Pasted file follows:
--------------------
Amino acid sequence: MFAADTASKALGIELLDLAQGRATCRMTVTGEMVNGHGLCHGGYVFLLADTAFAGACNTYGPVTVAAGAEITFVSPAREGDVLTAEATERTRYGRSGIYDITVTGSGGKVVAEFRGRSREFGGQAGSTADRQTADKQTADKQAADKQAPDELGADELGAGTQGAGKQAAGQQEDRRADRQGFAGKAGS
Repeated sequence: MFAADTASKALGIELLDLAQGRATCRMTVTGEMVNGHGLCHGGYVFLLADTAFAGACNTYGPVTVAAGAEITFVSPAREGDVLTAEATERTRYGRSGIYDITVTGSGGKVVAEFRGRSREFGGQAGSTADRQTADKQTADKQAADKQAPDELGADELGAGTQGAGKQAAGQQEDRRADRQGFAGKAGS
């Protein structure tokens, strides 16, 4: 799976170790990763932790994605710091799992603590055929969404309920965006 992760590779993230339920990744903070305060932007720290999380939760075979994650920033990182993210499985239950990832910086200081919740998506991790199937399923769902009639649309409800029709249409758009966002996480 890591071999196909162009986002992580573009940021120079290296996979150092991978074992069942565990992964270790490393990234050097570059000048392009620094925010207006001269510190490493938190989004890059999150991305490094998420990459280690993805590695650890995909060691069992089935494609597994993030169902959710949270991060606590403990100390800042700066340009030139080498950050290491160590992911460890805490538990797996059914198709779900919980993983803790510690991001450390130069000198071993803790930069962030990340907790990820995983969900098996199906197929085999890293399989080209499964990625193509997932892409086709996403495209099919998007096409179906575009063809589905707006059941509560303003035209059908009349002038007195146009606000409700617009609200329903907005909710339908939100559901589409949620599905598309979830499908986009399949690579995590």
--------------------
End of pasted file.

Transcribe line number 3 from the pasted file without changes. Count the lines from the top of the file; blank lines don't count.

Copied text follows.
């Protein structure tokens, strides 16, 4: 799976170790990763932790994605710091799992603590055929969404309920965006 992760590779993230339920990744903070305060932007720290999380939760075979994650920033990182993210499985239950990832910086200081919740998506991790199937399923769902009639649309409800029709249409758009966002996480 890591071999196909162009986002992580573009940021120079290296996979150092991978074992069942565990992964270790490393990234050097570059000048392009620094925010207006001269510190490493938190989004890059999150991305490094998420990459280690993805590695650890995909060691069992089935494609597994993030169902959710949270991060606590403990100390800042700066340009030139080498950050290491160590992911460890805490538990797996059914198709779900919980993983803790510690991001450390130069000198071993803790930069962030990340907790990820995983969900098996199906197929085999890293399989080209499964990625193509997932892409086709996403495209099919998007096409179906575009063809589905707006059941509560303003035209059908009349002038007195146009606000409700617009609200329903907005909710339908939100559901589409949620599905598309979830499908986009399949690579995590």